#cybersecurity | California Consumer Privacy Act (CCPA): What you need to know to be compliant


In late June, 2018, California passed a consumer privacy act, AB 375, that could have more repercussions on U.S. companies than the European Union’s General Data Protection Regulation (GDPR) that went into effect this past spring. The California law doesn’t have some of GDPR’s most onerous requirements, such as the narrow 72-hour window in which a company must report a breach. In other respects, however, it goes even farther.

The California Consumer Privacy Act (CCPA) takes a broader view than the GDPR of what constitutes private data. The challenge for security, then, is to locate and secure that private data.

What is the CCPA?

AB 375 allows any California consumer to demand to see all the information a company has saved on them, as well as a full list of all the third parties that data is shared with. In addition, the California law allows consumers to sue companies if the privacy guidelines are violated, even if there is no breach.

Which companies does the CCPA affect?

All companies that serve California residents and have at least $25 million in annual revenue must comply with the law. In addition, companies of any size that have personal data on at least 50,000 people or that collect more than half of their revenues from the sale of personal data, also fall under the law. Companies don’t have to be based in California or have a physical presence there to fall under the law. They don’t even have to be based in the United States.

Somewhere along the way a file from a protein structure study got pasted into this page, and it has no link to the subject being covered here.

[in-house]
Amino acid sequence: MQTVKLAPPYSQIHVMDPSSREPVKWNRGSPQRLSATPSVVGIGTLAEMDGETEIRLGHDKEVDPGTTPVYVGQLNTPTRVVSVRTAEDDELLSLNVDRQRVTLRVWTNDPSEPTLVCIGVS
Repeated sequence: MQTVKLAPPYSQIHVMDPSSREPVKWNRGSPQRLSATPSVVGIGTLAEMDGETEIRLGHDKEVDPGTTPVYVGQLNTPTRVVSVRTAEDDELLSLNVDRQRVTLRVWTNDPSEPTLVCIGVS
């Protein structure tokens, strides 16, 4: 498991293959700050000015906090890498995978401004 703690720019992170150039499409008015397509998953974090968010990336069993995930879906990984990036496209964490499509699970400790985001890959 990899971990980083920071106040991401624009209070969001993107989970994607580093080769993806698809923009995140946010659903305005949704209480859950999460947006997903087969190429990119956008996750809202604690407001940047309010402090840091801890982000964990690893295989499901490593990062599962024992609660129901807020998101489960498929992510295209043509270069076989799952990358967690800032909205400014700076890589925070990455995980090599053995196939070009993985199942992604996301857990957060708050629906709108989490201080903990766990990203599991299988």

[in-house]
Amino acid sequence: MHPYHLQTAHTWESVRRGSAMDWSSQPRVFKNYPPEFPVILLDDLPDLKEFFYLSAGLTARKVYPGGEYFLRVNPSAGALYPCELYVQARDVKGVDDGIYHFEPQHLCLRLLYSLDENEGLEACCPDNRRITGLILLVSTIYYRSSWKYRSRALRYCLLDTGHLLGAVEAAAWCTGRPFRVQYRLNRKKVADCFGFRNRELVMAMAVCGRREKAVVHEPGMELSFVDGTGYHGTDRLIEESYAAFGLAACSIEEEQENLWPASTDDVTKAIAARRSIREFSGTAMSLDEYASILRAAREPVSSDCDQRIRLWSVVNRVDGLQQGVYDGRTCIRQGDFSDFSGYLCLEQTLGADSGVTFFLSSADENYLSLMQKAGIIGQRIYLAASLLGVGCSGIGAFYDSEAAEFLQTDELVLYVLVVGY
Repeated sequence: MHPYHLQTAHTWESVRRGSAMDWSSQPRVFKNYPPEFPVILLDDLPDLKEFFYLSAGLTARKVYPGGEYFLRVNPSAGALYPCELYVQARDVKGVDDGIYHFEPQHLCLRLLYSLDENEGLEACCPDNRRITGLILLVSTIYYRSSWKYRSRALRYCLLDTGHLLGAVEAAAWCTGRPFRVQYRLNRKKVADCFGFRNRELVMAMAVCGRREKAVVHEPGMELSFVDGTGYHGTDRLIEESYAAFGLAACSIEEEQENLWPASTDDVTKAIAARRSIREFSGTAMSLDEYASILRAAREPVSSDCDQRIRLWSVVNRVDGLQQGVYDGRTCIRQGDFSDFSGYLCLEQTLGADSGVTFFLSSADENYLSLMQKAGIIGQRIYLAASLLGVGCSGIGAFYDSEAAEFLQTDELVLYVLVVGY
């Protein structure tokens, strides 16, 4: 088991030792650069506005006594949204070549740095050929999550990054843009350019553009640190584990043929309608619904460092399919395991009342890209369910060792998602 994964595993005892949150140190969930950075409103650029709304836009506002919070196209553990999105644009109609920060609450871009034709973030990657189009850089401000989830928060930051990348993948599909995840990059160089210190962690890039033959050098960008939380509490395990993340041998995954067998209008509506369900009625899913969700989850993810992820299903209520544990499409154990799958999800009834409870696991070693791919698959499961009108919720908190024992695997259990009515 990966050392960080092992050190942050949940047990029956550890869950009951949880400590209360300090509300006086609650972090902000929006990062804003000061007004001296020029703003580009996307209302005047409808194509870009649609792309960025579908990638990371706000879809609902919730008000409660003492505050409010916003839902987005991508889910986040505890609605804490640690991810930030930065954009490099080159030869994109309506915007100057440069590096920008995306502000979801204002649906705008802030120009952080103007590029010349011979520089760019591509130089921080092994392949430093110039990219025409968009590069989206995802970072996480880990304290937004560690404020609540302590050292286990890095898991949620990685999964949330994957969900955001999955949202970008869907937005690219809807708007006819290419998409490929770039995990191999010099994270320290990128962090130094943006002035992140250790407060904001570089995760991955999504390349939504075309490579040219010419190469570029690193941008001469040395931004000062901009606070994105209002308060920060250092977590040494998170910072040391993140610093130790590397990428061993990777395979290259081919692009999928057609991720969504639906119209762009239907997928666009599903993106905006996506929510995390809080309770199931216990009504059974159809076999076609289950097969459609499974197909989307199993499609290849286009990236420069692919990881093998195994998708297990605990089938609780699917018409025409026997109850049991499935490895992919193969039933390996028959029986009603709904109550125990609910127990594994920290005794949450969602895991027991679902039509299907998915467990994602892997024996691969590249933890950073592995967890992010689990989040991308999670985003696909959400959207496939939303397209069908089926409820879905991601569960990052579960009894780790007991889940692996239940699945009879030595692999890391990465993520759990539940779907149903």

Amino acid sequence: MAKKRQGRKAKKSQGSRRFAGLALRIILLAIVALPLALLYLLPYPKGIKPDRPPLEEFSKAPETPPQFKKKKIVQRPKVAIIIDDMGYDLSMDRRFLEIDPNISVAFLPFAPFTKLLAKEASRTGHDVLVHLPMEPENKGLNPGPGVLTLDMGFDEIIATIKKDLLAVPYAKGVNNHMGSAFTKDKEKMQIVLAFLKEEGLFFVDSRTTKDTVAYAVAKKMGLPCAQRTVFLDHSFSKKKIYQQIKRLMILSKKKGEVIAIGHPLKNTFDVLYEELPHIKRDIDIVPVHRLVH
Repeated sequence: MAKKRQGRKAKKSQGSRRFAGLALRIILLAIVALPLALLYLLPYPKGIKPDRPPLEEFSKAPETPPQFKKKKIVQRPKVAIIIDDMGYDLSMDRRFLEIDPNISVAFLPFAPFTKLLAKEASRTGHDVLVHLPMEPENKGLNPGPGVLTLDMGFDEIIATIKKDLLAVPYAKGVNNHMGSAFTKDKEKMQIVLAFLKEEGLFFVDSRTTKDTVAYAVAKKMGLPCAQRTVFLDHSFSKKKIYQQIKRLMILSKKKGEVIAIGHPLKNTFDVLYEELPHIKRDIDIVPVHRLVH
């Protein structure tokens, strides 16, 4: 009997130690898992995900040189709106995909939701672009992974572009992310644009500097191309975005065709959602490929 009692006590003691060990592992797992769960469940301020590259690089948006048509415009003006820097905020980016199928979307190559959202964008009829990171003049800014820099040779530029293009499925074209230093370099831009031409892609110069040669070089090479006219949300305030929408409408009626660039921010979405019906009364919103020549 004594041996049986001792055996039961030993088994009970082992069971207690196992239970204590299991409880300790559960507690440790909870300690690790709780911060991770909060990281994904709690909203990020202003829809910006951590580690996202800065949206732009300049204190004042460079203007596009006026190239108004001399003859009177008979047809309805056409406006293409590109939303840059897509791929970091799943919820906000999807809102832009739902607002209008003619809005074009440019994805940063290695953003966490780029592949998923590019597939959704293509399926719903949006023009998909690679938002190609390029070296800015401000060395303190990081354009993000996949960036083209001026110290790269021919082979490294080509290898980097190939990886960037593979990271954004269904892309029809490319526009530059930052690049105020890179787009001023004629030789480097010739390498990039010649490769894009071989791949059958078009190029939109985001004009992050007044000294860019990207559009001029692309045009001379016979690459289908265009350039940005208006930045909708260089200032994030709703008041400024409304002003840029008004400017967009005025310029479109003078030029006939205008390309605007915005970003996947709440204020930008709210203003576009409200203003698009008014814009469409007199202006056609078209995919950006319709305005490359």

An amendment made in April exempts “insurance institutions, agents, and support organizations” as they are already subject to similar regulations under California’s Insurance Information and Privacy Protection Act (IIPPA).

When does my company need to comply with the CCPA?

The law goes into effect on January 1, 2020. As a practical matter, companies need to have their data tracking systems in place by the start of 2019, since it gives consumers the right to request all the data a company has collected on them over the previous 12 months. That’s a very tight timeframe.



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